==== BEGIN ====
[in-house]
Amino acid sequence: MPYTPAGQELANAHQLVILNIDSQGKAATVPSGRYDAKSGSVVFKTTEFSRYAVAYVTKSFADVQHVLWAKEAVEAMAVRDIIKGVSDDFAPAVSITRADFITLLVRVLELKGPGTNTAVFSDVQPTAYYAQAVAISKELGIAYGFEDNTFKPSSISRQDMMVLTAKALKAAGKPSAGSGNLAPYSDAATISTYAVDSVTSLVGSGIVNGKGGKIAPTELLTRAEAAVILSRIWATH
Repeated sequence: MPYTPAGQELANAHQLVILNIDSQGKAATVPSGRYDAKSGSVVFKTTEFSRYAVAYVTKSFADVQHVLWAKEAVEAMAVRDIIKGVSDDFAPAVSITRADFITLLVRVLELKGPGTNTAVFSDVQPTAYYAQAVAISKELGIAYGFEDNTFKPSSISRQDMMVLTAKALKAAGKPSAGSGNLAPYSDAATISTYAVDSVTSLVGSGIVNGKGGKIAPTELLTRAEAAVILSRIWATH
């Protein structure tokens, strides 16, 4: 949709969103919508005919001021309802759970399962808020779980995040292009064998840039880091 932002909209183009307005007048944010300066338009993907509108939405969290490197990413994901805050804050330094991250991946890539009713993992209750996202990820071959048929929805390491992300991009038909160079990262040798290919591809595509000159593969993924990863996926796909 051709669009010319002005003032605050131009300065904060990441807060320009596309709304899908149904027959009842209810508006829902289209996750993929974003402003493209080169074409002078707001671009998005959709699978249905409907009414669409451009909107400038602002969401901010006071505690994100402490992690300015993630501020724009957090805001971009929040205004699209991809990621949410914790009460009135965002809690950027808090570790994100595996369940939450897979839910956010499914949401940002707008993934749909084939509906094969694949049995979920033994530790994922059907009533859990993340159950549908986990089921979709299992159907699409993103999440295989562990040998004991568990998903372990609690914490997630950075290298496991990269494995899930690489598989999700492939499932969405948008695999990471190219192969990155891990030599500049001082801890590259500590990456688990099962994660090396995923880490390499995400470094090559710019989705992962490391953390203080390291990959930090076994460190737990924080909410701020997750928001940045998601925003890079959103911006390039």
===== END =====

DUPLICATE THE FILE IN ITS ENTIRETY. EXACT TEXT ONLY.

[in-house]
Amino acid sequence: MPYTPAGQELANAHQLVILNIDSQGKAATVPSGRYDAKSGSVVFKTTEFSRYAVAYVTKSFADVQHVLWAKEAVEAMAVRDIIKGVSDDFAPAVSITRADFITLLVRVLELKGPGTNTAVFSDVQPTAYYAQAVAISKELGIAYGFEDNTFKPSSISRQDMMVLTAKALKAAGKPSAGSGNLAPYSDAATISTYAVDSVTSLVGSGIVNGKGGKIAPTELLTRAEAAVILSRIWATH
Repeated sequence: MPYTPAGQELANAHQLVILNIDSQGKAATVPSGRYDAKSGSVVFKTTEFSRYAVAYVTKSFADVQHVLWAKEAVEAMAVRDIIKGVSDDFAPAVSITRADFITLLVRVLELKGPGTNTAVFSDVQPTAYYAQAVAISKELGIAYGFEDNTFKPSSISRQDMMVLTAKALKAAGKPSAGSGNLAPYSDAATISTYAVDSVTSLVGSGIVNGKGGKIAPTELLTRAEAAVILSRIWATH
């Protein structure tokens, strides 16, 4: 949709969103919508005919001021309802759970399962808020779980995040292009064998840039880091 932002909209183009307005007048944010300066338009993907509108939405969290490197990413994901805050804050330094991250991946890539009713993992209750996202990820071959048929929805390491992300991009038909160079990262040798290919591809595509000159593969993924990863996926796909 051709669009010319002005003032605050131009300065904060990441807060320009596309709304899908149904027959009842209810508006829902289209996750993929974003402003493209080169074409002078707001671009998005959709699978249905409907009414669409451009909107400038602002969401901010006071505690994100402490992690300015993630501020724009957090805001971009929040205004699209991809990621949410914790009460009135965002809690950027808090570790994100595996369940939450897979839910956010499914949401940002707008993934749909084939509906094969694949049995979920033994530790994922059907009533859990993340159950549908986990089921979709299992159907699409993103999440295989562990040998004991568990998903372990609690914490997630950075290298496991990269494995899930690489598989999700492939499932969405948008695999990471190219192969990155891990030599500049001082801890590259500590990456688990099962994660090396995923880490390499995400470094090559710019989705992962490391953390203080390291990959930090076994460190737990924080909410701020997750928001940045998601925003890079959103911006390039």